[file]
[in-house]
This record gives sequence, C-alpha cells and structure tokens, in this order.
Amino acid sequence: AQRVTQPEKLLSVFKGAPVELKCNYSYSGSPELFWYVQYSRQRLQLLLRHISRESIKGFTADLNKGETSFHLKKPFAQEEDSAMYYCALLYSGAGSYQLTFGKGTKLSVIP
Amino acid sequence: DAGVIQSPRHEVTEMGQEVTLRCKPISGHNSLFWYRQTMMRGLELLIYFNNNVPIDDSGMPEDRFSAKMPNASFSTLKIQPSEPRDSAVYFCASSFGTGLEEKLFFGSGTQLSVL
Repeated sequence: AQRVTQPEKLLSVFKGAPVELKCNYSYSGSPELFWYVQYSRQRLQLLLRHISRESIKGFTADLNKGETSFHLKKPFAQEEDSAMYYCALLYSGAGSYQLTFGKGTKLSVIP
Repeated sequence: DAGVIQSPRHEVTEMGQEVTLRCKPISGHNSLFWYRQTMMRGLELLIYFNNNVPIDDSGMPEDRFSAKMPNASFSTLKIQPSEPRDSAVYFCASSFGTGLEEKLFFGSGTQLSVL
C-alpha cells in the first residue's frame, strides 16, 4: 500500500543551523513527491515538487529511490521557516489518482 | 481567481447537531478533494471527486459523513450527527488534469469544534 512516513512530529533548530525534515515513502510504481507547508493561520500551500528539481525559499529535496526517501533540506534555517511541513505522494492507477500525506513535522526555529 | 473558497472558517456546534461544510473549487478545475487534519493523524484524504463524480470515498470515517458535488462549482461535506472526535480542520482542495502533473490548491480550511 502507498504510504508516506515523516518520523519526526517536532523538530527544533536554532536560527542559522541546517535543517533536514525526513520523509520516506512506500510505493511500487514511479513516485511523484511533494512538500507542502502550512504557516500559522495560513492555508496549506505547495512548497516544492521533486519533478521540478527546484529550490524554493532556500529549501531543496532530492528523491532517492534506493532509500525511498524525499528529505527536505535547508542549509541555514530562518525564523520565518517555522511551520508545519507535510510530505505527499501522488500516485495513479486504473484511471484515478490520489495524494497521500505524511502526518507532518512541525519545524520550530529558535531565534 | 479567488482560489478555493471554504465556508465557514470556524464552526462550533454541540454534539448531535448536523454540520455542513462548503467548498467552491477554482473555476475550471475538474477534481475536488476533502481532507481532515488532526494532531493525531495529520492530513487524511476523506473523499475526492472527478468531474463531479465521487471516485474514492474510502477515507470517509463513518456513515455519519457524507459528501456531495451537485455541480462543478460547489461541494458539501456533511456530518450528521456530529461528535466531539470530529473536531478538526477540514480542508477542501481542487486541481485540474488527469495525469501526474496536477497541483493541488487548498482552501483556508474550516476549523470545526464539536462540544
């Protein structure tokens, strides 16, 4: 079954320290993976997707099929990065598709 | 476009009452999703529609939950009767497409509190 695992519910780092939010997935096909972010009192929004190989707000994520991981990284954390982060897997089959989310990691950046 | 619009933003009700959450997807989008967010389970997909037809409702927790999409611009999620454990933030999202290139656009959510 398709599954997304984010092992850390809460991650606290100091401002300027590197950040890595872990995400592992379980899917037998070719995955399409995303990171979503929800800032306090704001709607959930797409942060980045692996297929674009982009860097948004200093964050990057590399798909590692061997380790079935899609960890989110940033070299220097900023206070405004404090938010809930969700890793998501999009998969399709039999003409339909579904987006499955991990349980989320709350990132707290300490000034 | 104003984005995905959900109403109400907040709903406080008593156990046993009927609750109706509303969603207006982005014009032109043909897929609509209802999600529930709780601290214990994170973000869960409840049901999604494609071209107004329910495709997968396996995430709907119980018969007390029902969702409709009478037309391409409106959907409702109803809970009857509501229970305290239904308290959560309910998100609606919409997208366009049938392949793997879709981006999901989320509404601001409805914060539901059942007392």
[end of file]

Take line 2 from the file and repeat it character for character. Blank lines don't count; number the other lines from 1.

This record gives sequence, C-alpha cells and structure tokens, in this order.